forum: Everything else

Subscribe to forums RSS

#11 Mon 07 May 07 1:10am

abdullahcohn

Forum champ
Occupation Occupied
From My House
Member since Fri 11 Nov 05

Re: The French say "Americans aren't stupid"

I think to some extent the Saskatchewan seal hunt thing might be a little unfair.
This is because people who don’t live inside a country might not know where the provinces are located. So they may be forgiven for not knowing that it is landlocked.
But all the other questions were fair, so the point that the team were making is clearly true.
The level of education in America is really low. A degree there is at about the same level as three British A-levels.

    Likes (0)

#12 Mon 07 May 07 10:03am

The White Rabbit

Forum super champ
From Sydney, Australia
Member since Tue 22 Jun 04

Re: The French say "Americans aren't stupid"

two of the guys from the chaser got turfed out of the logies (ask asn aussie if you want to know what this is) last night

    Likes (0)

#13 Mon 07 May 07 1:50pm

mercedes

Forum champ
Occupation Save a tree, eat a Beaver
From the boonies
Member since Tue 22 Jun 04

Re: The French say "Americans aren't stupid"

Abdulllah---I agree---I let them off on the Saskatchewan bit-----well not the professors--they should have known that! And I'd just like to say I'd never climb on top of Peter Mans(bridge)------well maybe if he was a bit younger!

------as an aside I just had a chuckle at this article-----------------------

Mystery revealed: Canada's harmless poppy quarter led to U.S. spy warnings


TED BRIDIS
Mon May 7, 2:21 AM ET



WASHINGTON (AP) - The surprise explanation behind the U.S. government's sensational but false warnings about mysterious Canadian spy coins is the harmless poppy quarter, the world's first colourized coin.

 
The were so unfamiliar to suspicious U.S. army contractors travelling in Canada that they filed confidential espionage accounts about them.

The worried contractors described the coins as "anomalous" and "filled with something man-made that looked like nano-technology," said once-classified U.S. government reports and e-mails.

The 25-cent piece features the red image of a poppy inlaid over a maple leaf. The quarter is identical to the coins pictured and described as suspicious in the contractors' accounts.

The supposed nano-technology actually was a conventional protective coating the Royal Canadian Mint applied to prevent the poppy's red colour from rubbing off. The mint produced nearly 30 million such quarters in 2004 commemorating Canada's 117,000 war dead.

"It did not appear to be electronic (analog) in nature or have a power source," wrote one U.S. contractor, who discovered the coin in the cup holder of a rental car.

"Under high-power microscope, it appeared to be complex consisting of several layers of clear but different material, with a wire like mesh suspended on top."

The confidential accounts led to a sensational warning from the U.S. Defence Security Service, an agency of the Defence Department, that mysterious coins with radio frequency transmitters were found planted on U.S. contractors with classified security clearances on at least three separate occasions between October 2005 and January 2006 as the contractors travelled through Canada.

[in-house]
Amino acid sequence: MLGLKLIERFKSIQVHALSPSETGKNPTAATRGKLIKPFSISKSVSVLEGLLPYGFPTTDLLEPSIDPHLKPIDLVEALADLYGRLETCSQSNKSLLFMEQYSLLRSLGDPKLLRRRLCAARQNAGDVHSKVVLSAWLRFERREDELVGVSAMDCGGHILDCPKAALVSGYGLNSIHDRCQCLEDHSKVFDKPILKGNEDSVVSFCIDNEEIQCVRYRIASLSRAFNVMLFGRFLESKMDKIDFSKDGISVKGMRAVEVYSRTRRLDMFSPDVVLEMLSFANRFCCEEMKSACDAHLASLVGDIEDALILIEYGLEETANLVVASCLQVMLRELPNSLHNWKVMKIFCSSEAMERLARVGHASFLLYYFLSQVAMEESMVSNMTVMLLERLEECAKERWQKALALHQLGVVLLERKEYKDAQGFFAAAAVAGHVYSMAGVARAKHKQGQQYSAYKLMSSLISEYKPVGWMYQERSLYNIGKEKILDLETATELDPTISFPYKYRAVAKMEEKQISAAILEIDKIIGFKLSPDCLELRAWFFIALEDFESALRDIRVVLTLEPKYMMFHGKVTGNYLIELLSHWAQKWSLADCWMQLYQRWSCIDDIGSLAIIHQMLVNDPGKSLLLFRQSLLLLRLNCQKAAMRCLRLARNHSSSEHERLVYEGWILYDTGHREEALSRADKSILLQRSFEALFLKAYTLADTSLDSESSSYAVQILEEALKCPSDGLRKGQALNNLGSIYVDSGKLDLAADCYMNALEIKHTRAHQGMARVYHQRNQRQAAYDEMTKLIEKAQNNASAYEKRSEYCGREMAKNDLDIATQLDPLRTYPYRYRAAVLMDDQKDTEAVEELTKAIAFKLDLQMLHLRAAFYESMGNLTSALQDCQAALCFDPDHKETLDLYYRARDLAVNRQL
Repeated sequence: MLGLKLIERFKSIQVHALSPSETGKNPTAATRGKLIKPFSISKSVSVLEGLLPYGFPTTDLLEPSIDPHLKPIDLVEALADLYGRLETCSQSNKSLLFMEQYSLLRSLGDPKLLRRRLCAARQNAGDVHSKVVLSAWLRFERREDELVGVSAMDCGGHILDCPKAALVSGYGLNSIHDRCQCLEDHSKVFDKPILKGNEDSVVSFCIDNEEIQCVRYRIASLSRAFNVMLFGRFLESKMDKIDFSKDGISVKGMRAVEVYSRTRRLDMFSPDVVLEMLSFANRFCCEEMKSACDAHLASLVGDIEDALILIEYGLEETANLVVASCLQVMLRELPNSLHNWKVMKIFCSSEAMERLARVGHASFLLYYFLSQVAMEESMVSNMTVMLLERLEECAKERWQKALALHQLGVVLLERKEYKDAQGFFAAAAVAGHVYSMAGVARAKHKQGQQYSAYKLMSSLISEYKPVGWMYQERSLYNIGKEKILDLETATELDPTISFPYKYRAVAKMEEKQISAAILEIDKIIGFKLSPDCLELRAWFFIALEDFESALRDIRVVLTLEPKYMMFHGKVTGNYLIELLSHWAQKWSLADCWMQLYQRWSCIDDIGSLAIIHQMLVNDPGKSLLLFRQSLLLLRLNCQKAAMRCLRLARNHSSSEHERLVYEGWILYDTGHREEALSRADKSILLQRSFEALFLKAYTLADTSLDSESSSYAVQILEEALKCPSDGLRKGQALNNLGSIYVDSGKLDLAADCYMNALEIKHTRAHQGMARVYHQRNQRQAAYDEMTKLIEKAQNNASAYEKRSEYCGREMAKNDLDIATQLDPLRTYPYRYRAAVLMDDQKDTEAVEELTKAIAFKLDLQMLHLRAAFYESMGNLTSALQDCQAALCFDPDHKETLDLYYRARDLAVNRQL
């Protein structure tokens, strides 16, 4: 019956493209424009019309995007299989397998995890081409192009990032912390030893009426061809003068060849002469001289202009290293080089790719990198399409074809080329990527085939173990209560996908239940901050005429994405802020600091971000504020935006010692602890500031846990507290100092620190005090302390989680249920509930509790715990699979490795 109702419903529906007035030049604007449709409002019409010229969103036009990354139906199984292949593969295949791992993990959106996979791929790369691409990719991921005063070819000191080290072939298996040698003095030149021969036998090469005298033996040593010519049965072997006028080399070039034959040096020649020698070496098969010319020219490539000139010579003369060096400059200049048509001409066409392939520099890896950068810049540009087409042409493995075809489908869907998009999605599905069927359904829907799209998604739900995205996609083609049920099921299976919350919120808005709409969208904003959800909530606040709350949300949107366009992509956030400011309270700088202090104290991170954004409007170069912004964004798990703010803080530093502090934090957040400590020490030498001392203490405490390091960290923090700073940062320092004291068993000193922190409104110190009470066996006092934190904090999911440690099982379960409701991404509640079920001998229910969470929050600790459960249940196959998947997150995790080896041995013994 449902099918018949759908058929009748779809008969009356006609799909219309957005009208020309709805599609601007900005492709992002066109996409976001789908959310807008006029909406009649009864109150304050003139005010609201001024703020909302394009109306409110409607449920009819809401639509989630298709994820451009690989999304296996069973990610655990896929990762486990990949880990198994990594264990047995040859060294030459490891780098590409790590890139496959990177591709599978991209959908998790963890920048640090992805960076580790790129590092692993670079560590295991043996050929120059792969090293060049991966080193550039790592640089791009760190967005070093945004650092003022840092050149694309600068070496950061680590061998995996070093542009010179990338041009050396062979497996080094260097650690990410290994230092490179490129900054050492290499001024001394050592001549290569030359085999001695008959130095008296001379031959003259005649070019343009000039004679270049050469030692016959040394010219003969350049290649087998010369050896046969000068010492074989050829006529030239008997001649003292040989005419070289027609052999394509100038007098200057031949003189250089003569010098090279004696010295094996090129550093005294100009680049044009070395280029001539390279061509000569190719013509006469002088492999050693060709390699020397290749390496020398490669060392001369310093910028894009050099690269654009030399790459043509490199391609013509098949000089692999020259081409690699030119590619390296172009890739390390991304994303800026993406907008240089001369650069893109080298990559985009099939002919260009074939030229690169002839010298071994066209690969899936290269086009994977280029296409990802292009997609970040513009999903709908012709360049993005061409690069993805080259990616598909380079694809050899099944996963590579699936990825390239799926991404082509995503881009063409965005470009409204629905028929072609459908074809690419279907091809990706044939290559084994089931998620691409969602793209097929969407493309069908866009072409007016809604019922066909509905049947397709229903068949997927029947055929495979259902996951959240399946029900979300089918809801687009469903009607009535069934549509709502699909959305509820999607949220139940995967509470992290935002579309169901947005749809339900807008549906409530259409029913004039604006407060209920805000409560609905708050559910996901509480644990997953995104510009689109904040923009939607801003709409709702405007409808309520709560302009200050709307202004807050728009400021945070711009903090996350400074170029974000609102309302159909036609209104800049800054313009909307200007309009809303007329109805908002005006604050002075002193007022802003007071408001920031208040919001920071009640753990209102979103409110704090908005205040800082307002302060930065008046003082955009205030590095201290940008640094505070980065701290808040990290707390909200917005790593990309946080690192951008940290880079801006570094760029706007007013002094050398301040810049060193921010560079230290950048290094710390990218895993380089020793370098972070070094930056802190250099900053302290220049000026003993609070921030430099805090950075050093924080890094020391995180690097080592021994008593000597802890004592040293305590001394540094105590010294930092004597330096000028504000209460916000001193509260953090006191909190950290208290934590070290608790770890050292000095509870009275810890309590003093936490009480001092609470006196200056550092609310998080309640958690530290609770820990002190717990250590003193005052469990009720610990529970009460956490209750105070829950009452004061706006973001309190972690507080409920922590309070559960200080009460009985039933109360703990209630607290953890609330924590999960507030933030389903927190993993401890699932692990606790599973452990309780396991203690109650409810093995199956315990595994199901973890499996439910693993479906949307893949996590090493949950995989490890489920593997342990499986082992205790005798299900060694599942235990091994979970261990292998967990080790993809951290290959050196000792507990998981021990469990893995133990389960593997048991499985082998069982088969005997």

One contractor believed someone had placed two of the quarters in an outer coat pocket after the contractor had emptied the pocket hours earlier.

"Coat pockets were empty that morning and I was keeping all of my coins in a plastic bag in my inner coat pocket," the contractor wrote.

Meanwhile, in Canada, senior intelligence officials expressed annoyance with the U.S. spy-coin warnings as they tried to learn more about the oddball claims.

"That story about Canadians planting coins in the pockets of defence contractors will not go away," Luc Portelance, now deputy director for the Canadian Security Intelligence Service, wrote in a January e-mail to a subordinate.

"Could someone tell me more? Where do we stand and what's the story on this?"

Others in Canada's spy service also were searching for answers. "We would be very interested in any more detail you may have on the validity of the comment related to the use of Canadian coins in this manner," another intelligence official wrote in an e-mail.

"If it is accurate, are they talking industrial or state espionage? If the latter, who?" The identity of the e-mail's recipient was censored.

Intelligence and technology experts were flabbergasted by the warning when it was first publicized earlier this year. The warning suggested such transmitters could be used surreptitiously to track the movements of people carrying the coins.

"I thought the whole thing was preposterous, to think you could tag an individual with a coin and think they wouldn't give it away or spend it," said H. Keith Melton, a leading intelligence historian.

But Melton said the army contractors properly reported their suspicions.

"You want contractors or any government personnel to report anything suspicious," he said.

"You can't have the potential target evaluating whether this was an organized attack or a fluke."

The Defence Security Service disavowed its warning about spy coins after an international furore but until now it has never disclosed the details behind the embarrassing episode. The United States said it never substantiated the contractors' claims and performed an internal review to determine how the false information was included in a 29-page published report about espionage concerns.

The Defence Security Service never examined the suspicious coins, spokeswoman Cindy McGovern said.

"We know where we made the mistake," she said.

"The information wasn't properly vetted. While these coins aroused suspicion, there ultimately was nothing there."

Numismatist Dennis Pike, of Canadian Coin & Currency near Toronto, quickly matched a grainy image and physical descriptions of the suspect coins in the contractors' confidential accounts to the 25-cent poppy piece.

"It's not uncommon at all," Pike said.

He added the coin's protective coating glows peculiarly under ultraviolet light.

"That may have been a little bit suspicious," he said.